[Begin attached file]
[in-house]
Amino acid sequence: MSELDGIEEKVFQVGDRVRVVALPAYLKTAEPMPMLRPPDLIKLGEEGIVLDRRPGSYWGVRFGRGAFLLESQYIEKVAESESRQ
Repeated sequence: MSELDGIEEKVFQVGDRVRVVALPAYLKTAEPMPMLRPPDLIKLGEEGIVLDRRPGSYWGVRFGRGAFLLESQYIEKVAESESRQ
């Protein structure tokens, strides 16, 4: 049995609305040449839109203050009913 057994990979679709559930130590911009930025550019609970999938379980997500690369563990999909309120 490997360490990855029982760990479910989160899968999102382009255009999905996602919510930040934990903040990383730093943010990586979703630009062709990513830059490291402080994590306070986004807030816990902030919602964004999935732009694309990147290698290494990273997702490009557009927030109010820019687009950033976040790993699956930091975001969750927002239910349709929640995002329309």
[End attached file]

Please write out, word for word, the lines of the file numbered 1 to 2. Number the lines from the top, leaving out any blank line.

[in-house]
Amino acid sequence: MSELDGIEEKVFQVGDRVRVVALPAYLKTAEPMPMLRPPDLIKLGEEGIVLDRRPGSYWGVRFGRGAFLLESQYIEKVAESESRQ